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ARS Home » Pacific West Area » Davis, California » Crops Pathology and Genetics Research » Research » Publications at this Location » Publication #373708

Research Project: Resilient, Sustainable Production Strategies for Low-Input Environments

Location: Crops Pathology and Genetics Research

Title: Tracheid buckling buys time, foliar water uptake pays it back: Coordination of leaf structure and function in tall redwood trees

item CHIN, ALANA - University Of California, Davis
item GUZMAN-DELGADO, PAULA - University Of California, Davis
item SILLETT, STEPHEN - Humboldt State University
item KERHOULAS, LUCY - Humboldt State University
item AMBROSE, ANTHONY - University Of California
item McElrone, Andrew
item ZWIENIECKI, MACIEJ - University Of California, Davis

Submitted to: Plant Cell and Environment
Publication Type: Peer Reviewed Journal
Publication Acceptance Date: 6/19/2022
Publication Date: 6/23/2022
Citation: Chin, A., Guzman-Delgado, P., Sillett, S.C., Kerhoulas, L., Ambrose, A., McElrone, A.J., Zwieniecki, M. 2022. Tracheid buckling buys time, foliar water uptake pays it back: Coordination of leaf structure and function in tall redwood trees. Plant Cell and Environment. 45(9):2607-2616.

Interpretive Summary:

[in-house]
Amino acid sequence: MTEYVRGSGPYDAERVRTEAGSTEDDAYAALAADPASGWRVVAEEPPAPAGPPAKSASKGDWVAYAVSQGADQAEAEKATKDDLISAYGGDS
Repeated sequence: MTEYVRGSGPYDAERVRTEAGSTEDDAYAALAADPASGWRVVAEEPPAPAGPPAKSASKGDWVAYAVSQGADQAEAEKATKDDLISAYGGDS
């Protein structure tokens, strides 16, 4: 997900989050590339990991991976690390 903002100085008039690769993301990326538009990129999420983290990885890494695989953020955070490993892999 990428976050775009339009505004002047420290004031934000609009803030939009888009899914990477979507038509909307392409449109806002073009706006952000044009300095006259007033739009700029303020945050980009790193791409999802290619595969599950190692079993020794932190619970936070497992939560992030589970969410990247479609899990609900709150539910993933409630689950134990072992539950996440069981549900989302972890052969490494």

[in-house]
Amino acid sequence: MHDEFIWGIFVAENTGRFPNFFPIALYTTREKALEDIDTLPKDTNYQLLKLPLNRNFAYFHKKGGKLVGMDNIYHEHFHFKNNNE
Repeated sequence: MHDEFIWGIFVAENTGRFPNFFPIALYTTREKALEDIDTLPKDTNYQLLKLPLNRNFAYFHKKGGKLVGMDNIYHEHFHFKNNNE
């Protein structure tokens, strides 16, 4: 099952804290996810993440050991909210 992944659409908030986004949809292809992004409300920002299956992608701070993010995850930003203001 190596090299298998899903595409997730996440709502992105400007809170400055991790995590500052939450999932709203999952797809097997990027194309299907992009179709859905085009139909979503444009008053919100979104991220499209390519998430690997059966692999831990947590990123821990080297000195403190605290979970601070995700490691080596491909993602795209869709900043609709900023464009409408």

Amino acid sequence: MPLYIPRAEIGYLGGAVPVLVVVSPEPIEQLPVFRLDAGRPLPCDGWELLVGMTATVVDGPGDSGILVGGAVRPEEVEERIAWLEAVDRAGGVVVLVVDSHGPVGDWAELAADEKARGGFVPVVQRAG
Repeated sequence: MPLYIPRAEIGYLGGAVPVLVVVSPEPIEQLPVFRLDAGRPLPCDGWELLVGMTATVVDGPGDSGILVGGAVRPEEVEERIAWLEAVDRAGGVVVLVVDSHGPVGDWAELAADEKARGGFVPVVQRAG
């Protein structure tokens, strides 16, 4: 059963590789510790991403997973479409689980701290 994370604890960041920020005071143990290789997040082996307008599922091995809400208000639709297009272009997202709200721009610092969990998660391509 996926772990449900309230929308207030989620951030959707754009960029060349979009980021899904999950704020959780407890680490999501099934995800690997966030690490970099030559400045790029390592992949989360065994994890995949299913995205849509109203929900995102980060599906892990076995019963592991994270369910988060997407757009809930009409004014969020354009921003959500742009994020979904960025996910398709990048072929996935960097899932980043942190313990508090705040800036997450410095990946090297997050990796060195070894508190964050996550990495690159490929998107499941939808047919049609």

Technical Abstract: The crowns of tall redwoods (Sequoia sempervirens (D.Don) Endl.) extend from full sun to deep shade (< 10 % light) as far as 88 m beneath the treetop, with highly plastic leaves capable of acclimating their structure and physiology to a wide spectrum of ecological conditions. While leaves in full sun develop in a constantly demanding environment, below the upper crown, leaves must tolerate variability caused by sunflecks, penetrating shafts of direct light capable of raising leaf temperatures by as much as 20°C in one minute. Such a temperature fluctuation can increase the vapor pressure deficit (VPD) by ~ 1-2 kPa, instantaneously increasing transpirational demand and hydraulic tension, if stomata fail to regulate water loss. Here we show that transfusion tracheids in redwood leaves reduce their volume due to buckling, suppling water to sustain rapid increases in evaporation, thus providing a time safety-margin sufficient for leaves to reduce stomatal conductance, and a ‘stop-point’ for the transmission of tension. The capacity of transfusion tracheids to release water appears to decrease with height, while peak variation in release capacity in the middle crown where microclimate is most variable. Absorption of water through leaf surfaces restores collapsed and air-filled transfusion tracheids, allowing for repetitive cycles of buckling to support leaf survival in the variable deep-crown environment.